When James tells us to confess our trespass, who is the confession being made to?

James 5:14-16 Is anyone among you sick? Let him call for the elders of the church, and let them pray over him, anointing him with oil in the name of the Lord. And the prayer of faith will save the sick, and the Lord will raise him up. And if he has committed sins, he will be forgiven. Confess your trespasses to one another, and pray for one another, that you may be healed. The effective, fervent prayer of a righteous man avails much. (NKJ)

In the Greek 'one another' is ἀλλήλοις which is a reciprocal pronoun

So is James talking about:

  1. Going to priest/bishop/elder to confess
  2. Confessing sin to one another generally
  3. Confessing your sin to the one you have wronged
  4. other
  5. or is there no way to tell hermeneutically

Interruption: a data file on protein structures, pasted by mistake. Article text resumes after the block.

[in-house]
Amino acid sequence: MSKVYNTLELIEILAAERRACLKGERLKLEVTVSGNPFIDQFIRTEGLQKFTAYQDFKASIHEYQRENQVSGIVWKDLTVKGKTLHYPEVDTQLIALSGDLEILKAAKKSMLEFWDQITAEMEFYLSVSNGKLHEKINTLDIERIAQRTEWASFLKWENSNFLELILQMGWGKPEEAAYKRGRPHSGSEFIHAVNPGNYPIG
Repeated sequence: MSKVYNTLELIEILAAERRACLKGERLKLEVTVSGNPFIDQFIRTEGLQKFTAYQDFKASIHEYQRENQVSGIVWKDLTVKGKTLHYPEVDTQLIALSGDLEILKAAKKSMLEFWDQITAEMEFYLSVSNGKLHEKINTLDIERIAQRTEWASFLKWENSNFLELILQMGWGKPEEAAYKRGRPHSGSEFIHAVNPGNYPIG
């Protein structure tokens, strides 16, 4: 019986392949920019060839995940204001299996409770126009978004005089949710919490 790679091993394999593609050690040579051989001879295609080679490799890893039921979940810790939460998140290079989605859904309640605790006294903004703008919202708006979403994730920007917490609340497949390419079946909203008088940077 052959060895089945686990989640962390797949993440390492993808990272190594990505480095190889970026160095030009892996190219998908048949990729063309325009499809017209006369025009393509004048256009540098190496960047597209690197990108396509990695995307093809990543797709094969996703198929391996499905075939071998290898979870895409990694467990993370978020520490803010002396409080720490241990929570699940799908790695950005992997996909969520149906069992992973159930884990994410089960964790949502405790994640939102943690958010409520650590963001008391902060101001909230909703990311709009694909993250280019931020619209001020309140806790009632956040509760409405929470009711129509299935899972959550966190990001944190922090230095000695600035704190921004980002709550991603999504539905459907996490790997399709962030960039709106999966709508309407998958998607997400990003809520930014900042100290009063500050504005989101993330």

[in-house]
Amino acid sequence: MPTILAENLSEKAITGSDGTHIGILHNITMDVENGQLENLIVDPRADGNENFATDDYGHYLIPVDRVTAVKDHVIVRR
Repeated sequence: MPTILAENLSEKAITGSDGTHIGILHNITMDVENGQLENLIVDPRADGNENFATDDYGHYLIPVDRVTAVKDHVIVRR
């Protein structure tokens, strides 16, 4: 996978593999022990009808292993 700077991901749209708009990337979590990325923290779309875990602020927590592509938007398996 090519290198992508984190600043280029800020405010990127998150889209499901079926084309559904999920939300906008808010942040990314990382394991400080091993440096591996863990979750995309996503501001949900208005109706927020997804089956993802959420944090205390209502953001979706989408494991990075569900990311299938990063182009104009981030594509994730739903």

1 Answer 1


The original Greek is rightfully translated as 'one another' in this verse.

253 ἀλλήλων (allēlōn), dat. οις (ois), acc. ους (ous): prn. (reciprocal); ≡ Str 240—LN 92.26 each other, one another;a pronoun which marks reciprocation between two persons or groups (Jn. 13:34–35; Ro. 12:10, 16; 1Co. 12:25; Eph. 4:2, 32; Heb. 10:24; Jas. 4:11; 5:9, 16) (A Dictionary of Biblical Languages GREEK New Testament, James Swanson)

In other words it is used to express an unofficial non sacerdotal communal equality or reciprocity. It is the same word used in the command to love one another. So in the context after the elders are already introduced, instead of referring to them, James makes general confession of sin and exchange in prayers for each other a very communal practice as part of caring for and loving one another. So it would be in the most general sense that the context implies reciprocal confession to another brother, making #2 the best option. In deed it would seem James does not understand any other kind of confession having it been put this way.

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